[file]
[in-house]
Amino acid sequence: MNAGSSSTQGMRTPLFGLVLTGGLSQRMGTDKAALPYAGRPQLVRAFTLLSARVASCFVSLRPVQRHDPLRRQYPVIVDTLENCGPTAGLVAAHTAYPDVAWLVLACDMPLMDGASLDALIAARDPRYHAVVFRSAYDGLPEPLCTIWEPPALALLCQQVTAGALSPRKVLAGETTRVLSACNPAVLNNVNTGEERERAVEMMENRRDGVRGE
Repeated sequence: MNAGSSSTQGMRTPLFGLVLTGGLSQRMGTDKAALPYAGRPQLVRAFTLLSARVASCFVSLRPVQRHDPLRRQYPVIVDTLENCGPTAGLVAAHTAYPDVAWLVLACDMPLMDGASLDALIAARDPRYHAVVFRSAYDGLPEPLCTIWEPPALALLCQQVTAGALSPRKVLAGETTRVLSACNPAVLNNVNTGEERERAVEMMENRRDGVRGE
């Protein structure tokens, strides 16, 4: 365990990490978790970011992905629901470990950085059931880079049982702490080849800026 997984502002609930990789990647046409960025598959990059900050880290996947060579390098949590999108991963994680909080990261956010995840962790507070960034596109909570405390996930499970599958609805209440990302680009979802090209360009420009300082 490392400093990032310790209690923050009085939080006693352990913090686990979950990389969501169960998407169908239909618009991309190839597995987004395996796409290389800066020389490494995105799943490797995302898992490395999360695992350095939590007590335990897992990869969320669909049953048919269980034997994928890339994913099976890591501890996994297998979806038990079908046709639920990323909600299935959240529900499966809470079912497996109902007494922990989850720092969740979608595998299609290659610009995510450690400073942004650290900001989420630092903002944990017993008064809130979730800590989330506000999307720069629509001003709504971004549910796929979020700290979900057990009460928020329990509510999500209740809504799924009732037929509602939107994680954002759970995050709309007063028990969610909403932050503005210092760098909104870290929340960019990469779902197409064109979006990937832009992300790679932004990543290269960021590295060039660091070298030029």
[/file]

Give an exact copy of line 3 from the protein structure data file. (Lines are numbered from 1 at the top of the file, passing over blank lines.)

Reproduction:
Repeated sequence: MNAGSSSTQGMRTPLFGLVLTGGLSQRMGTDKAALPYAGRPQLVRAFTLLSARVASCFVSLRPVQRHDPLRRQYPVIVDTLENCGPTAGLVAAHTAYPDVAWLVLACDMPLMDGASLDALIAARDPRYHAVVFRSAYDGLPEPLCTIWEPPALALLCQQVTAGALSPRKVLAGETTRVLSACNPAVLNNVNTGEERERAVEMMENRRDGVRGE